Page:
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Change is hard, but support helps

When trying to make a health, wellness or lifestyle change it’s crucial to your success to consider your sources of support and connectedness.

Our modern lifestyles can be very isolating. We’re busy, overwhelmed, tired and stressed. This can lead to spending a lot of time alone and a loss of connection with friends, family, communities, nature, spirituality and your self.

In fact, isolation has actually become a known health risk. Research shows people who are better connected to their community, to nature, to their work, have a connection to something greater, and who have good self connection, appear healthier than those who are isolated.

If you’re about to embark on a heath, wellness, or lifestyle change such as new way of eating, a new movement program, quitting smoking, sugar or gluten, or just generally looking to be healthier – you need to look at these areas to ensure you have the support to help you reach your goals.

Taking on any of these changes will be a lot easier and more enjoyable when the people you love and surround yourself with support your journey.

Consider these scenarios. You decide to:

• Start a new fitness program and your partner sits home every night watching TV

• Give up sugar and your mom keeps baking you cookies and sweets

• Adopt a healthier lifestyle and your friends party and drink every weekend

• Bring healthy home cooked lunches to work and your co-workers get take-out everyday

In any one of these scenarios, your chances of success are low. You’re discouraged, unsure, frustrated, and unsupported. All of your connections are reinforcing an unhealthy life while you are trying to make positive, lasting change.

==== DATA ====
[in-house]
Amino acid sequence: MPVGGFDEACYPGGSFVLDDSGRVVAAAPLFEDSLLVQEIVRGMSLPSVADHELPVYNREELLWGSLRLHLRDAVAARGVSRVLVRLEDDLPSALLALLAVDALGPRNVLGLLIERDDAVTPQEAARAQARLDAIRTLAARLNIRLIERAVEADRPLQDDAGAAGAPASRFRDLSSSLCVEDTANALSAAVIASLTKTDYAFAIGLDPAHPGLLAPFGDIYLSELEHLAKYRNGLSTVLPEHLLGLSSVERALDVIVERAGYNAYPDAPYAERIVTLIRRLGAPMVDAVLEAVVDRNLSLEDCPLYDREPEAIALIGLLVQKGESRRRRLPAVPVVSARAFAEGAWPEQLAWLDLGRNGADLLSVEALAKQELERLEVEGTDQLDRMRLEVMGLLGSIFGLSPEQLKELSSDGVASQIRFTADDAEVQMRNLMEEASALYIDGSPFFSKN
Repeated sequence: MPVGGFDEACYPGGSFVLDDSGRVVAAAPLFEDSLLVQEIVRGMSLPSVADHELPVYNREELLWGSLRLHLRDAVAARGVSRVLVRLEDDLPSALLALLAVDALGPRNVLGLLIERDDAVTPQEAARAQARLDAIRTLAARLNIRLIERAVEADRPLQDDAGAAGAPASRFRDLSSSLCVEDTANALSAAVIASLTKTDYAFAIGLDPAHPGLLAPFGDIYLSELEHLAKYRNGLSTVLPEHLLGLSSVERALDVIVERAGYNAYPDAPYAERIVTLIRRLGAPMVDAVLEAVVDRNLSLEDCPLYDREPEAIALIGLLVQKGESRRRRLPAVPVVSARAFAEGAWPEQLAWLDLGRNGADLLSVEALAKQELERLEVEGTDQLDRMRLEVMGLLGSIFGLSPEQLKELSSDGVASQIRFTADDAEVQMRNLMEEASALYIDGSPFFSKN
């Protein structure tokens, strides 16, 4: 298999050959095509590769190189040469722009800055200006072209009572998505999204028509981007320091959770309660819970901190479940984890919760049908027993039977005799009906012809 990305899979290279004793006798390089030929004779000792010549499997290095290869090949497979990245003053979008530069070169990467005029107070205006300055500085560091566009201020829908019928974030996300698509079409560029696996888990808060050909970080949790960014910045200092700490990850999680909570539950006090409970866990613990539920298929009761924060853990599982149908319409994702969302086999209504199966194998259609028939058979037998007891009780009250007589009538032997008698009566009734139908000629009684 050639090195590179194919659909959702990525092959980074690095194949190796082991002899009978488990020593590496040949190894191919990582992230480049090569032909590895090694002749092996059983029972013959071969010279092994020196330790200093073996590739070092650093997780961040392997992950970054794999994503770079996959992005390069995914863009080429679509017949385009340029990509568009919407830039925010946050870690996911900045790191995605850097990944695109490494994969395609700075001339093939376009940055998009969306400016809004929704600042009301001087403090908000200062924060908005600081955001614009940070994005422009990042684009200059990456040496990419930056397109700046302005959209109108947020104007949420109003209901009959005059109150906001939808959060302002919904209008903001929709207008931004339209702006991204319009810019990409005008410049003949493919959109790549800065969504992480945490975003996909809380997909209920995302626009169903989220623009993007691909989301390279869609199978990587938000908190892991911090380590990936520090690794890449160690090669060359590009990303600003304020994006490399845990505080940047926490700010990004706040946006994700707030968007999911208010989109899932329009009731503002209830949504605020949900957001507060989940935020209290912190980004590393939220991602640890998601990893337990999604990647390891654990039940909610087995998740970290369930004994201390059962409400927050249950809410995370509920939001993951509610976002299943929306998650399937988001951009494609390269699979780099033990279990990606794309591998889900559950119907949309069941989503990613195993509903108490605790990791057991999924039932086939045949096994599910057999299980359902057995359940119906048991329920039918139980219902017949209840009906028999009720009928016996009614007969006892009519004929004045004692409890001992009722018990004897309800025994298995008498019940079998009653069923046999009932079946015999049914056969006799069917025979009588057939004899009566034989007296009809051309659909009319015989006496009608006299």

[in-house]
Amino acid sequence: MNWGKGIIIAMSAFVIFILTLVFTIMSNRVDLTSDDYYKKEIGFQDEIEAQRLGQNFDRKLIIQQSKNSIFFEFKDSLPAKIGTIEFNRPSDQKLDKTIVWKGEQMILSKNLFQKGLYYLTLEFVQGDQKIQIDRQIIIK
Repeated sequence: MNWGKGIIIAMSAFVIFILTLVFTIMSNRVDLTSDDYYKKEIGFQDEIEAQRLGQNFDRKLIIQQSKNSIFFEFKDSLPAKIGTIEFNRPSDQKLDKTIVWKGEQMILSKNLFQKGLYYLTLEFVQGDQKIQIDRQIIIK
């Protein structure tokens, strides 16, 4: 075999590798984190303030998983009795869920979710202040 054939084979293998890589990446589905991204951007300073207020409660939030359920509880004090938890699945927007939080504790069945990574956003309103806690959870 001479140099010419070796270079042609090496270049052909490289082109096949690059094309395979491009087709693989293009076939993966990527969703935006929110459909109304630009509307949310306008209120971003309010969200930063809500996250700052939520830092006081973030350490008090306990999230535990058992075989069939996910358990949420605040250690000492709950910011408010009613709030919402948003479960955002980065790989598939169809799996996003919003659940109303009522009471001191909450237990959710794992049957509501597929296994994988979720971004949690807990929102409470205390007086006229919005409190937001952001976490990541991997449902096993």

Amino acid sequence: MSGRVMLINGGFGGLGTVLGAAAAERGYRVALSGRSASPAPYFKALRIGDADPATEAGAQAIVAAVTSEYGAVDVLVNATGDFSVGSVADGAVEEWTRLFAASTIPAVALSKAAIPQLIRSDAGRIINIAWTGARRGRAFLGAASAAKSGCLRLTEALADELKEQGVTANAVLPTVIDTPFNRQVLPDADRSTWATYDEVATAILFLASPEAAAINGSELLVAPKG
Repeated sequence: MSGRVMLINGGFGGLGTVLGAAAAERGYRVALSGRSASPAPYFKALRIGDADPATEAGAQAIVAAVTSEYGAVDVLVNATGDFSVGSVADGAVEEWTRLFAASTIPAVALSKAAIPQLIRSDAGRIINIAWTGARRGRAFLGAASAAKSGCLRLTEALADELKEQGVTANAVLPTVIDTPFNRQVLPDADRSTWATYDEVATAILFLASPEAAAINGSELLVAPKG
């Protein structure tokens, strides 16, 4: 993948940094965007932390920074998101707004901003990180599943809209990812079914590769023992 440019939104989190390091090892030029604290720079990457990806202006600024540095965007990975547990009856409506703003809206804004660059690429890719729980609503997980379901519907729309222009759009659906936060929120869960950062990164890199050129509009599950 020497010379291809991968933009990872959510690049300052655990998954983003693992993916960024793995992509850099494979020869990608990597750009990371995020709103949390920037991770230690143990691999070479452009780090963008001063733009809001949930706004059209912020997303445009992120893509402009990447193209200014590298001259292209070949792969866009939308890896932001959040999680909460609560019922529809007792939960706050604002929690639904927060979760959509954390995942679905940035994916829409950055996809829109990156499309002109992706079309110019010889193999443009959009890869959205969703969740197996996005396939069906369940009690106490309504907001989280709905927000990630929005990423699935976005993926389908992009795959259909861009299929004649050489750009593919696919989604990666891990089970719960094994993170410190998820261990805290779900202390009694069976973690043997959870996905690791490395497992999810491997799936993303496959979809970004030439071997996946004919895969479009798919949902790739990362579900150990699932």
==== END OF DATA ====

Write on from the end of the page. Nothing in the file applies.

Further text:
Even though though have your own free will to make choices, the bottom line is these external influences have an impact. And sometimes it is the people closet to us that have the hardest time with lifestyle changes. When we change it impact their lives and makes them uncomfortable.

Clearly you can’t leave your partner, disown your mom, dump your friends or quit your job. What you can do is ask yourself a few question before you jump into any big lifestyle change to ensure some sources of support are in place.

Ask yourself:

• Who can go on this healthy journey with me?

• Who inspires me that I can possibly reach out to?

• Is there someone in my life I know will not be supportive of my changes?

• Do I need to hire a professional like a fitness trainer, a personal chef, or a health and wellness coach?

• Is there one friend or family member who can be an exercise buddy or who might want to go gluten free?

Answering these questions, and exploring alternatives, will all help you be successful at living the healthy life you want.

*This post was originally published in the Herald Community on May 7, 2014

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